Another part of the project is the development of an automated path planning tool for the coupling of scanner optics and handling kinematics. The findings of RoboLaSS are directly implemented by means of industrial demonstrators from various production domains. A consortium of innovative and experienced associates was formed in order to attain the objectives and intentions of the project. The project association consists of research institutes, Fraunhofer Institute for Material and Beam Technology (IWS) and iwb who are working on the development and the optimization of remote laser material processes. technology manufacturers IPG Laser GmbH, Precitec KG, Precitec Optronik GmbH, and Arges GmbH are dealing with beam generation, shaping and guidance as well as with process monitoring for quality control and four industrial users of laser technology. The iwb, Reis GmbH & Co. KG Maschinenfabrik, and Blackbird Robotersysteme GmbH are responsible for optics handling and automated path planning. To demonstrate the achievements of the project, the companies Mars Lasertechnik GmbH, Benteler Automobiltechnik GmbH, Reinz-Dichtungs-GmbH, and EADS Innovation Works are transferring the results into industrial applications.

Figure 2. Remote ablation cutting of shaped heat exchanger plates.

One of the demonstrations is a heat exchanger used in chemical process engineering or in power plants. It consists of curl-stamped plates, which are shown in FIGURE 1. In order to form a hollow space for Fluid 1, two symmetric plates are joined together by remote laser welding. By using the scanner-optics combined with industrial robots (on the fly), this task is carried out at minimal cycle-times.

Several of these cassettes stacked together form a heat exchanger, while Fluid 2 flows between the single cassettes. In order to supply the cavities with the fluids through pipes, circular cuts are needed. These cut-outs are manufactured by the wear-less, high-speed process remote ablation cutting, as shown in FIGURE 2. The aim of RoboLaSS is to carry out the cutting and the welding process in one production unit with one laser source and one scanner-optics. Thus non-productive process times for transport are reduced. This project is sponsored by the German Federal Ministry of Education and Research (BMBF).

(Interviewed: Dipl.-Ing. Jan Musiol)

Laser-assisted milling of titanium alloys

Conventional steel materials are being substituted for advanced materials, e.g. composites, aluminum, or titanium alloys, for lightweight construction and high-performance components. This trend is very visible, especially in aerospace applications where aluminum alloys are the most commonly used materials and the demand for fiber-reinforced composites is stronger than ever.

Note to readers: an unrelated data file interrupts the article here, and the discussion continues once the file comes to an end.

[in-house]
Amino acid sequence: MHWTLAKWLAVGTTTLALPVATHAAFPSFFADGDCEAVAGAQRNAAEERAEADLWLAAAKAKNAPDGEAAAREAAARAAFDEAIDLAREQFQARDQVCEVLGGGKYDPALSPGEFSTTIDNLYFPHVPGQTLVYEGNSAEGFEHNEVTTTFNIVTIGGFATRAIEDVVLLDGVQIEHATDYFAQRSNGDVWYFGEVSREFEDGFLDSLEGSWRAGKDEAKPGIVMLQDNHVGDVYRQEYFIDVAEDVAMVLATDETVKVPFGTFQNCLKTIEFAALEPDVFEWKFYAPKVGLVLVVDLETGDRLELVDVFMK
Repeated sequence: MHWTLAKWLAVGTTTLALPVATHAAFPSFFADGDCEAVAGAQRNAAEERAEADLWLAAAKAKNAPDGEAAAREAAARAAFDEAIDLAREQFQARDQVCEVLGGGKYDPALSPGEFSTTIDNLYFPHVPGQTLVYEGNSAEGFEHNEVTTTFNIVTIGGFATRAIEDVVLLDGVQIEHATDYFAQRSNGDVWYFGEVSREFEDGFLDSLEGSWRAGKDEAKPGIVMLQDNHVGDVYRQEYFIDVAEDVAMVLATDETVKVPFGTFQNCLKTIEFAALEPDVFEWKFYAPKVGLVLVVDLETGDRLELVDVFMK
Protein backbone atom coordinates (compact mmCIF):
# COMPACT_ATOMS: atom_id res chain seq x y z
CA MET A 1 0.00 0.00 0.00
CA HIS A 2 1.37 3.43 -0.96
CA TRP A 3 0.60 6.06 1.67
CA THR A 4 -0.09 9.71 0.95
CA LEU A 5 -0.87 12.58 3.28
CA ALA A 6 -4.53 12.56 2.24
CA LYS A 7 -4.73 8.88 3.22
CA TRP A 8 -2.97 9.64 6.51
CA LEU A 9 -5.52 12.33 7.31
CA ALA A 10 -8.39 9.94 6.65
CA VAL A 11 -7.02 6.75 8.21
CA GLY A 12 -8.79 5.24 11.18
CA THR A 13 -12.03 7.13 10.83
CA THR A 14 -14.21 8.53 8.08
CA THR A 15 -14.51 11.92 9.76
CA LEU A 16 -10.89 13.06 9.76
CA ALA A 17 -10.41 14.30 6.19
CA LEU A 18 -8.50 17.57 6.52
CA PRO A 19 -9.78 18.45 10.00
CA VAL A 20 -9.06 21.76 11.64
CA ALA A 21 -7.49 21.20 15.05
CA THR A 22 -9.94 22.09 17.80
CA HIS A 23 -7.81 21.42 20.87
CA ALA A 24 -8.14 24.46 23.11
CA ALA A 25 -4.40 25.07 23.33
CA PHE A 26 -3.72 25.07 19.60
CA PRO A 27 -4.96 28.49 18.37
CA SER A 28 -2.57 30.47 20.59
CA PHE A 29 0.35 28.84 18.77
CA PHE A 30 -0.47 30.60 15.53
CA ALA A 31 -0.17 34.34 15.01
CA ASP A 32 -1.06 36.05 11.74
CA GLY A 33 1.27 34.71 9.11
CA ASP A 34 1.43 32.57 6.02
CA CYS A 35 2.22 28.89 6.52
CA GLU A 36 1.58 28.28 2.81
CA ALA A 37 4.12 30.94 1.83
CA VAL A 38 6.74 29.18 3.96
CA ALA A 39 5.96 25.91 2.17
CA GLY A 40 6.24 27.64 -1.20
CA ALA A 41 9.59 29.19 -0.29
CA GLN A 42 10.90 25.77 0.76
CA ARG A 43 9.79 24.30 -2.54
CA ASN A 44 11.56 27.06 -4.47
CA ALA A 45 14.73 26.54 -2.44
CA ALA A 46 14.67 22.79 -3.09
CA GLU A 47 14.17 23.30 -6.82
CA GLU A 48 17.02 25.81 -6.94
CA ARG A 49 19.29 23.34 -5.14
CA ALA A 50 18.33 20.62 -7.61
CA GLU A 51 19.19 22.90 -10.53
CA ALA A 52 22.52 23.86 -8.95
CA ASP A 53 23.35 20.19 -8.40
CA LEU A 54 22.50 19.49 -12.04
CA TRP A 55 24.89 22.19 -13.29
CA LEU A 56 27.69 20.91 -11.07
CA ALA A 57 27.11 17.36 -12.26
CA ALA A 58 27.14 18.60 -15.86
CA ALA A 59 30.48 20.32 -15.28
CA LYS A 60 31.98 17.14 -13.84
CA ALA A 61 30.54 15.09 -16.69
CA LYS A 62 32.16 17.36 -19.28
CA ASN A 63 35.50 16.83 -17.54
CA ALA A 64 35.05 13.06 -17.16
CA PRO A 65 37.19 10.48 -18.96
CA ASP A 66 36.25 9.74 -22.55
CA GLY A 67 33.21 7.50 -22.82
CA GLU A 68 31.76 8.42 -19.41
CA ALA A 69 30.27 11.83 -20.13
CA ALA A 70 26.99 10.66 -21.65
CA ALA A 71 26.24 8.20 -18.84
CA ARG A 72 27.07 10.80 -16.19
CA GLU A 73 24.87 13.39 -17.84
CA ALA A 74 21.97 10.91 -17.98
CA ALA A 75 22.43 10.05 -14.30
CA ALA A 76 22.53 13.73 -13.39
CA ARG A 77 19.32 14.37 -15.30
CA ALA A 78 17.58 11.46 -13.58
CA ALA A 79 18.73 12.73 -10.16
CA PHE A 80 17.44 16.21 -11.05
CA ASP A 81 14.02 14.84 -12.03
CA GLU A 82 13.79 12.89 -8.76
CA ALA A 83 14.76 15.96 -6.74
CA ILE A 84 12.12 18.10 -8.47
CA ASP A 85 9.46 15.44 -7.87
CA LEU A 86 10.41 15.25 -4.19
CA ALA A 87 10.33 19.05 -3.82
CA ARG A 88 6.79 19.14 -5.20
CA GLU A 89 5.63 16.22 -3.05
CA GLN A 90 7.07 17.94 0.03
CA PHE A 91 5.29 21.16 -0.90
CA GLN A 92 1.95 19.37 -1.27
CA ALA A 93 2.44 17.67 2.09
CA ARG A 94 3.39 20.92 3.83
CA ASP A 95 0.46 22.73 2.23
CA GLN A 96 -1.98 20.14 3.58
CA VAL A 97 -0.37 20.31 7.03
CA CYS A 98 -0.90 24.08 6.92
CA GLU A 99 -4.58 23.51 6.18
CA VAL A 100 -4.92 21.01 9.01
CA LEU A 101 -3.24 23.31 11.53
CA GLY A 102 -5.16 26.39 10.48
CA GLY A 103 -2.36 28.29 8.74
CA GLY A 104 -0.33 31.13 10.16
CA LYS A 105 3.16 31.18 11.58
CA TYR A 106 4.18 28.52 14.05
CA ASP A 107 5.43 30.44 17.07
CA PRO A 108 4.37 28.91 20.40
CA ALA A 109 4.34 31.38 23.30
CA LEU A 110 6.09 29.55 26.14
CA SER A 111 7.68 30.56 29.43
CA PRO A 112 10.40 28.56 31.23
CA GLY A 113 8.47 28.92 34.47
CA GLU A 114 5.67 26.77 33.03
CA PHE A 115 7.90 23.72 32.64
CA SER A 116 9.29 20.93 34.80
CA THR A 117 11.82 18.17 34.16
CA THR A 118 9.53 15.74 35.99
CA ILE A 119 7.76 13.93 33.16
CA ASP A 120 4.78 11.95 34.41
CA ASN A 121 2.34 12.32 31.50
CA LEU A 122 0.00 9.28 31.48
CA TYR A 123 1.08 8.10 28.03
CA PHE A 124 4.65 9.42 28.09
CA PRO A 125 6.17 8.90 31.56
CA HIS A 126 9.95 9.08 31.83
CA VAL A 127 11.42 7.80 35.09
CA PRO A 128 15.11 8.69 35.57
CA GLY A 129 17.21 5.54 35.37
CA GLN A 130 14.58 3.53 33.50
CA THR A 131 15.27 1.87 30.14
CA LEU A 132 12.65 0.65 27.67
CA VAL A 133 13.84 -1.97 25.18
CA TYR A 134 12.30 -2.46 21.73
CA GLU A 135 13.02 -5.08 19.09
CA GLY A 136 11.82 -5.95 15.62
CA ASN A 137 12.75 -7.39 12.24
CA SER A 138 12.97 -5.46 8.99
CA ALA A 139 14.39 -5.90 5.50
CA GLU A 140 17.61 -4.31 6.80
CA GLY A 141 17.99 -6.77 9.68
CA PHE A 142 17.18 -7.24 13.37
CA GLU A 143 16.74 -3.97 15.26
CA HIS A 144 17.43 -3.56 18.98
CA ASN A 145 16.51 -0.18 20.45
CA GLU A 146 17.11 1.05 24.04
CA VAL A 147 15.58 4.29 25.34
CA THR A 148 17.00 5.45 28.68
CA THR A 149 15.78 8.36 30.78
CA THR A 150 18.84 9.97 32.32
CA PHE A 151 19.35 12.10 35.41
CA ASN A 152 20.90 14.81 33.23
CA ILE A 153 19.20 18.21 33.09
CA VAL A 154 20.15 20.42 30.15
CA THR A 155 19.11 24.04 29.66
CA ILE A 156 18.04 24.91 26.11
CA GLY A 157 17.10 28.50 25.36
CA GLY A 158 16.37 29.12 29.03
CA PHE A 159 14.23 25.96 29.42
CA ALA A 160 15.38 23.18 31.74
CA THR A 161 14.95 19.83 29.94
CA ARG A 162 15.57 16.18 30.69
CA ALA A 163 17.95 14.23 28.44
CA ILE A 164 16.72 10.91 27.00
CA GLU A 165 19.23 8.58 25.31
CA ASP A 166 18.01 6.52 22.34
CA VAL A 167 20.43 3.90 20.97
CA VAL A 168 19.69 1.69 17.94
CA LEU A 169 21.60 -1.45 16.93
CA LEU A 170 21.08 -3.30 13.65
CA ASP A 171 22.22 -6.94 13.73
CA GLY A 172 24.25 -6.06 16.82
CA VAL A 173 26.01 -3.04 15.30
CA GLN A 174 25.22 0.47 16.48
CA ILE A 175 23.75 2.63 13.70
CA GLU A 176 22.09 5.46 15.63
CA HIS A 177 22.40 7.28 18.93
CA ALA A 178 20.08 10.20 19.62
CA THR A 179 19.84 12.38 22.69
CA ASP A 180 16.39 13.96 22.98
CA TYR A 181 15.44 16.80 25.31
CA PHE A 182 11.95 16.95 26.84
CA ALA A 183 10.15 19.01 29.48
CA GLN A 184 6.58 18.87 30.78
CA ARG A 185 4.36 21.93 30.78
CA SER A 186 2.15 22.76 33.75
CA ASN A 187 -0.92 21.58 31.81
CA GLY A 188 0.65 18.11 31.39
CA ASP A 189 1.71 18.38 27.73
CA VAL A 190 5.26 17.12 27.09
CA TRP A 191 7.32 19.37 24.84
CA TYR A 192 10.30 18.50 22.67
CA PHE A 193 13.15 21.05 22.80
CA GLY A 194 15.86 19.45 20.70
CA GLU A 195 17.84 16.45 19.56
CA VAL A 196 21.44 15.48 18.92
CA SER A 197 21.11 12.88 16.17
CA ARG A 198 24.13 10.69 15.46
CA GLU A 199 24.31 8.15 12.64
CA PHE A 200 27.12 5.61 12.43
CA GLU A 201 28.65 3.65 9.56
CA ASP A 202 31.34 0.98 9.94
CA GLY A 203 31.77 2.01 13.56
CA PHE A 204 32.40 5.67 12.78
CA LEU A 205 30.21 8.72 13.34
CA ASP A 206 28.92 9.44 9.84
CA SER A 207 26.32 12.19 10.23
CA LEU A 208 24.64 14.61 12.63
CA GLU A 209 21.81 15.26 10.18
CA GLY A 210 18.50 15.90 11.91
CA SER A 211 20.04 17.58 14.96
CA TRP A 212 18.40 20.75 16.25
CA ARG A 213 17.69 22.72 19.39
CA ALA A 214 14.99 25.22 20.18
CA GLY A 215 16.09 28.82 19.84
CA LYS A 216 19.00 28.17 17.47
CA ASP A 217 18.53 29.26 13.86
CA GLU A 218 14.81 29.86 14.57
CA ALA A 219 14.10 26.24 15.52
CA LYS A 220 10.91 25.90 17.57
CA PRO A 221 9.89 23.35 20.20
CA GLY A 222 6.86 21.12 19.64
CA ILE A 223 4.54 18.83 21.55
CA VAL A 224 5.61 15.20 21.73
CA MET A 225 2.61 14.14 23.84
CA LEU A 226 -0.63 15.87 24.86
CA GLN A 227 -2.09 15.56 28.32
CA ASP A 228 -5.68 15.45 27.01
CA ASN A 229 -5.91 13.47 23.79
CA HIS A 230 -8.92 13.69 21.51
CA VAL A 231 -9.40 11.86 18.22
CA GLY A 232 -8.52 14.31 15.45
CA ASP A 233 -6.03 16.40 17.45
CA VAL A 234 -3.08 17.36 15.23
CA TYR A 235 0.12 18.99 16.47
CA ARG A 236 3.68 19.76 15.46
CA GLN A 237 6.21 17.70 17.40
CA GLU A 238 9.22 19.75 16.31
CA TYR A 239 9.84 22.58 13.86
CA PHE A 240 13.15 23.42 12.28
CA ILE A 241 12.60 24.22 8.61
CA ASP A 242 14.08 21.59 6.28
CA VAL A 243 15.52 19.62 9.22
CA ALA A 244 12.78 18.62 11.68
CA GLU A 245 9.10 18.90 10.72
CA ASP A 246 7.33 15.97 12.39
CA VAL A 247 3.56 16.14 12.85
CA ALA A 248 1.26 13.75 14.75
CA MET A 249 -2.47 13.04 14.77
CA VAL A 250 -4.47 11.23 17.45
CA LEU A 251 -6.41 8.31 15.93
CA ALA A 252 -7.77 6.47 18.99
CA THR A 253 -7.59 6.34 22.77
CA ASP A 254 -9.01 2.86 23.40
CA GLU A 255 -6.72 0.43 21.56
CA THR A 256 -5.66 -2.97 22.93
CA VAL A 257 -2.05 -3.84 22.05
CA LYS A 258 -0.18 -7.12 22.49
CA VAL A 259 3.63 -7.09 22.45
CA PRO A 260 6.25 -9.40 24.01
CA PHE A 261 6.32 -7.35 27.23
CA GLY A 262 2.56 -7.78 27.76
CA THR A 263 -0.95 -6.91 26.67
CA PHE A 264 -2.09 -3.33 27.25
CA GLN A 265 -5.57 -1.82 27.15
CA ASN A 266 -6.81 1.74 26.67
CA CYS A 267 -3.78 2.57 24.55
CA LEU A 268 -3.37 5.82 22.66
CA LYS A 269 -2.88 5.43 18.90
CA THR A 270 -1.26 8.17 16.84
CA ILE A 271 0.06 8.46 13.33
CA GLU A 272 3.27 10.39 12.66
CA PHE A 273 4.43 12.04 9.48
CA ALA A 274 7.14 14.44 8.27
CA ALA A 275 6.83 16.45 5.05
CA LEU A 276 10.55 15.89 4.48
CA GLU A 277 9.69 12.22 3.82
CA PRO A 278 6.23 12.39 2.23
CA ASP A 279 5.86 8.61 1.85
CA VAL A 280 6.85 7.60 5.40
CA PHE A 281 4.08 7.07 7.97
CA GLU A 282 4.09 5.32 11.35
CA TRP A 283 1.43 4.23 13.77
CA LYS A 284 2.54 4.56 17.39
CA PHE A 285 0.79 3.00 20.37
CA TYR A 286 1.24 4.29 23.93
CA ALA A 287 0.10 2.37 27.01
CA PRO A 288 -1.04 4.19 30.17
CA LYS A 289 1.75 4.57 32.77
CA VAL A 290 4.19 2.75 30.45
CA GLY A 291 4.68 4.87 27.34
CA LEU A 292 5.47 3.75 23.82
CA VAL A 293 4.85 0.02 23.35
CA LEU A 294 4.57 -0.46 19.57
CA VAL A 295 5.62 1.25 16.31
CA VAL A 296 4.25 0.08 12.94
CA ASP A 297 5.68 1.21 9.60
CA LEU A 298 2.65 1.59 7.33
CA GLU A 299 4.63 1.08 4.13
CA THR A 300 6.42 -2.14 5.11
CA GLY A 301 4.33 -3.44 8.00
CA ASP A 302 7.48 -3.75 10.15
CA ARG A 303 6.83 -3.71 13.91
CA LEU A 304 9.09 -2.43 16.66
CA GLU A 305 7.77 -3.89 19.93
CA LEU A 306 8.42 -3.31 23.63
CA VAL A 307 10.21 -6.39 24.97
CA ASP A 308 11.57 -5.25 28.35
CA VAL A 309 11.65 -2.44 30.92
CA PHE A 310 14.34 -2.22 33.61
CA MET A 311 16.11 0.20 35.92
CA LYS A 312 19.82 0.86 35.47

A high galvanic corrosion between carbon fibers and aluminum encourages the use of titanium alloys in combination with composites because of their minor potential difference and the similar heat expansion of these two materials. Machining titanium alloys usually results in a short tool life, high production times, and costs. However, it is also a well-established processing technique, which has been investigated in detail for years. A capable and robust process ensures the desired material properties after machining and thus a high quality of the machined part. In the future, there will be no alternative to machining of such hard-to-machine materials.

Laser milling process

Laser-assisted milling represents an innovative method to enhance machinability with less tool wear and an increased material removal rate. The material is heated locally and thereby softened before machining. In spite of the high potential of the process, laser-assisted milling is not yet deployed widely in industrial applications. The main reasons are the lack of understanding of the physical process and the necessary high effort in systems engineering. Under a research project, funded by the German Federal Ministry of Education and Research (BMBF), the Institute for Machine Tools and Industrial Management (iwb) of the Technischen Universitaet Muenchen cooperates with the companies Pokolm Fraestechnik GmbH & Co. KG, Tebis AG, and IPG Laser GmbH to develop a prototype of a machine for laser-assisted milling.

This prototype was presented at the Laser World of Photonics in Munich for the first time and is characterized by application-related and cost-effective engineering using a modular design for laser beam integration. A conventional milling machine was upgraded with necessary laser safety measures and a fourth NC-axis to control the laser integration. Also a CAD/CAM process control unit, which is essential for an industrial application, was developed in cooperation with the industrial partners. Fundamental investigations proved that the process forces can be reduced by up to 20% and the material removal can be increased by up to 35% by the chosen strategy of laser-assistance in comparison to a conventional milling process. The long-term aim of the research cooperation is the commercial launch of a cost-effective system for laser-assisted milling of advanced materials.

(Interviewed: Dipl.-Ing. Robert Wiedenmann; email Robert.Wiedenmann@iwb.tum.de)